Friday, September 4, 2009

Mediocre Minds Think Alike

The 1894 legislation making Labor Day a national holiday essentially worked out to be a hasty bureaucratic effort to appease American labor forces after the militia opened fire on striking railroad workers in the Midwest. Few today, however, would expect that bit of ancient history to influence procession motifs along the nation’s holiday parade routes.

For many contemporary Americans, Labor Day is simply considered the symbolic end of summer, and a day of rest from the laborious task of looking for a new job.

For those a little more prone to introspection, this legislated day of rest can offer pause for reflection about what sort of creative approach might be needed these days in order to secure substantial and sustainable employment during the festerings of a chronic corporate dumb down overrun with mediocrity.

When the bar is never set above mediocre, it’s quite easy to be lulled into a false sense of competence…until one is downsized, that is.

Truth is, consistent guidelines and standards that support an entire organization as its staff works toward a common and (hopefully) profitable purpose are not only necessary, but can be mutually beneficial as well.

Obviously balance and common sense haven't always prevailed. Too many rules and suppressive regulations imposed by corporate brass onto its workforce have served not only to firmly secure the power held by those making the rules (since they are typically the exception to the rules), but appear to be the inspiration behind the mediocre brainstorming that has filled corporate think tanks across the board.

Hollywood satirists have yet to fail in scripting profound dialogue that truly mirrors this anomaly of corporate culture in a way that ironically makes us laugh about it.

We laughed when Jim from “The Office” said, “I’ve always subscribed to the idea that if you really want to impress your boss, you go in there and you do mediocre work, half-heartedly.” We also laughed in “Big” when Jon Lovitz’s “Scotty” said to Tom Hanks’ “Josh”, “Listen, what are you trying to do? Get us all fired? You gotta slow down. Pace Yourself.”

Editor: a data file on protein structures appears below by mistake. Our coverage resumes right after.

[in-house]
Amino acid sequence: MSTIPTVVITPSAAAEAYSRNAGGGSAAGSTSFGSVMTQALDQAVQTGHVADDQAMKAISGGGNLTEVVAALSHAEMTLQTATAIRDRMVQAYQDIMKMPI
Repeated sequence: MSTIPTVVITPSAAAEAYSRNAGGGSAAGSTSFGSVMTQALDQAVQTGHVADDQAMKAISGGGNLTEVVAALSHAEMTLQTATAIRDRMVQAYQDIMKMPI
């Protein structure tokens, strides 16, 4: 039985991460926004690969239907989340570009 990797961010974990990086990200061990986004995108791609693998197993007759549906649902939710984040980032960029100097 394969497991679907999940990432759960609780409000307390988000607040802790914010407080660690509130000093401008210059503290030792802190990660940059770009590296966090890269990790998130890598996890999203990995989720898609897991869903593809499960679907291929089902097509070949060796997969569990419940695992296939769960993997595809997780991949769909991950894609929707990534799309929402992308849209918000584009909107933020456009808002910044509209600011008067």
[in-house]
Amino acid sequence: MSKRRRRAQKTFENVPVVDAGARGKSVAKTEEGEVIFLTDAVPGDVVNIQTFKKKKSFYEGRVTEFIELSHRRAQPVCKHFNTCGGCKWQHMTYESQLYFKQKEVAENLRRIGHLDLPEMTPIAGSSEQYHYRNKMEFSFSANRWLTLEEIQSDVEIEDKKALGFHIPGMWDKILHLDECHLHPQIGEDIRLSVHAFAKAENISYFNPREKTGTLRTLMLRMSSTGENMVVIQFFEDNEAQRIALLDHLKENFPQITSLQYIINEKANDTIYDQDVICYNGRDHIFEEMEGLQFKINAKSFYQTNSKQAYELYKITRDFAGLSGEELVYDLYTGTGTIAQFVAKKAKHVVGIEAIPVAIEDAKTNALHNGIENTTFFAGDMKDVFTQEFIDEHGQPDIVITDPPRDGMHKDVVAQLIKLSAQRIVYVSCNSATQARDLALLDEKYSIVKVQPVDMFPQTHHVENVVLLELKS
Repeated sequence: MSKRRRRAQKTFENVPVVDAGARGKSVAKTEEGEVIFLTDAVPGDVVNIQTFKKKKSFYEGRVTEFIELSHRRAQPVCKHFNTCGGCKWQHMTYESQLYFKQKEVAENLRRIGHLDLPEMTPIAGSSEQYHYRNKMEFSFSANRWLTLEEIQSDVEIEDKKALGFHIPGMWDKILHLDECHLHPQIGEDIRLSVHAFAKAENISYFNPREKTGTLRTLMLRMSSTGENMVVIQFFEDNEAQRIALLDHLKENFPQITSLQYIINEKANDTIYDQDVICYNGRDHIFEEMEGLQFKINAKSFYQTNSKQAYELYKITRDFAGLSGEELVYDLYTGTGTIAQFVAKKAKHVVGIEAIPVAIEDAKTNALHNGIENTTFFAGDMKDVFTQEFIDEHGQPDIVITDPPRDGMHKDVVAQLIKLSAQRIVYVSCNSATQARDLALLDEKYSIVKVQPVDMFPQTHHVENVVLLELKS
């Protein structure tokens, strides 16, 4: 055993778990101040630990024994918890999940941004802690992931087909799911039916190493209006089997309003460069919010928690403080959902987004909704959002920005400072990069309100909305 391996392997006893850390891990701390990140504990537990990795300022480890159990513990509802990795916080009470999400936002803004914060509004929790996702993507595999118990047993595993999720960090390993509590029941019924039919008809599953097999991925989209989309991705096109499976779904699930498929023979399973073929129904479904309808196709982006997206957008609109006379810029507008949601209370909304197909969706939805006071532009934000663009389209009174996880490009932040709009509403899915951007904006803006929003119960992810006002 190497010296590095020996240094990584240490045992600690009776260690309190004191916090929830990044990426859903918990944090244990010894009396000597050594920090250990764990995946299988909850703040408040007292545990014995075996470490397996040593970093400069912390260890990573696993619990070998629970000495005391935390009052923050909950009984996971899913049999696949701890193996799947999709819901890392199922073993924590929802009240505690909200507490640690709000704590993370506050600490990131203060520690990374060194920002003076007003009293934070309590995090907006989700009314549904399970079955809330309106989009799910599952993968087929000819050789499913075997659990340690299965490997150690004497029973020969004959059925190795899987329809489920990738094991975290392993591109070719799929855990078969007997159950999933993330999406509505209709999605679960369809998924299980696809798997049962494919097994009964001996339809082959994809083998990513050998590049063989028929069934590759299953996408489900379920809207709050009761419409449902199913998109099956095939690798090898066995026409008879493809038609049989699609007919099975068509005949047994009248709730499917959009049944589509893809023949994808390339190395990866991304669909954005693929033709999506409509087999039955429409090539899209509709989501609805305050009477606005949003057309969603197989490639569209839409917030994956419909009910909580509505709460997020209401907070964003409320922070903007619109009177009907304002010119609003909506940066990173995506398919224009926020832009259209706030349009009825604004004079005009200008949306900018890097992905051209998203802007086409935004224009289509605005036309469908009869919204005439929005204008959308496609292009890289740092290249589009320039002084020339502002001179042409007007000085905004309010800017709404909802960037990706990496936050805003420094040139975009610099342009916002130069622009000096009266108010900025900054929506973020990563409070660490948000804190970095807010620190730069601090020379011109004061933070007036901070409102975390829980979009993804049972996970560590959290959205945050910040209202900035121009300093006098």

The propagation of modern day mediocrity has unconventionally integrated old world Machiavellian principles to culivate a corporate “crab bucket” mentality in the workplace. Sure we’d all like to see our friends and colleagues get ahead, but not too far ahead. So we work hard to never outshine our corporate comrades lest we forget that the tallest blade of grass is the first to get cut. And those clutching the ladder’s top rung continue to rule with little concern for those clinging to the bottom rung, for those at the bottom are too busy taking each other out vying for a position to ever challenge the powers roosting at the top.

We looked in the rear view mirror while listening to our iPod and watched the CEOs of the music industry spin 78 RPMs as they whirled to preserve their dominion when creative technology began to weaken their syndicated stronghold. Amazingly, instead of spending their billions on competitive innovation and integration, they chose to invest their dollars in litigation to halt the progress and then try to control it. Perhaps they thought they were too big to fail and didn't need to keep up. Or maybe they just believed the surrounding corporate yes-men spawned out of mediocrity who routinely tickled their executive ears with disconnected reinforcement.

And the music industry clearly isn’t the only industry reeling from the limitations inherent with mediocrity, for mediocrity and creative innovation are incompatible co-workers.

Albert Einstein’s belief that "Great spirits have always encountered violent oppositon from mediocre minds" would rarely find a true innovator and creative thinker in disagreement. So does this mean that when we hit a blockade rĂ©sistance from the prevailing Lemming-Groupthink majority, then maybe we’re really on to something?

For a little mind control, surrender yourself to our ‘In The Rear View Mirror’ July 4, 2009 posting "Carnac the FMRI".

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